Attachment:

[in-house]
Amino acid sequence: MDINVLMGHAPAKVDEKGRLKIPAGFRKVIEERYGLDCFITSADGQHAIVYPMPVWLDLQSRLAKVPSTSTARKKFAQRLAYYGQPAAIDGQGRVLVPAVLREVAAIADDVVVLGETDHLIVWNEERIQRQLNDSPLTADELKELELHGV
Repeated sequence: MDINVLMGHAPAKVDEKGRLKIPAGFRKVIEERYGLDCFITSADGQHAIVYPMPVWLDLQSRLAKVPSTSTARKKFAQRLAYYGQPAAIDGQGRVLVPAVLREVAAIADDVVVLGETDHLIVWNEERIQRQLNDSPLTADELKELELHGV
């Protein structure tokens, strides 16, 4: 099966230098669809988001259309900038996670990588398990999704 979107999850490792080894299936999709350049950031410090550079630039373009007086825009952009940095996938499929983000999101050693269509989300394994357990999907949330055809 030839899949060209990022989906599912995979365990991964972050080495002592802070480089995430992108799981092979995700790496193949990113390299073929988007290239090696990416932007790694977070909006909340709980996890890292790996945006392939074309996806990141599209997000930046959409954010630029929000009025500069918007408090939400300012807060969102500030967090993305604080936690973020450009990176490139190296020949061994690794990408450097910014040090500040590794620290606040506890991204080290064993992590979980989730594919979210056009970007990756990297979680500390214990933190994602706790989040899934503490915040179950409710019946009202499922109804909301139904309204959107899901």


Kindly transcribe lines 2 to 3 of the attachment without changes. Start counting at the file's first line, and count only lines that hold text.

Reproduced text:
Amino acid sequence: MDINVLMGHAPAKVDEKGRLKIPAGFRKVIEERYGLDCFITSADGQHAIVYPMPVWLDLQSRLAKVPSTSTARKKFAQRLAYYGQPAAIDGQGRVLVPAVLREVAAIADDVVVLGETDHLIVWNEERIQRQLNDSPLTADELKELELHGV
Repeated sequence: MDINVLMGHAPAKVDEKGRLKIPAGFRKVIEERYGLDCFITSADGQHAIVYPMPVWLDLQSRLAKVPSTSTARKKFAQRLAYYGQPAAIDGQGRVLVPAVLREVAAIADDVVVLGETDHLIVWNEERIQRQLNDSPLTADELKELELHGV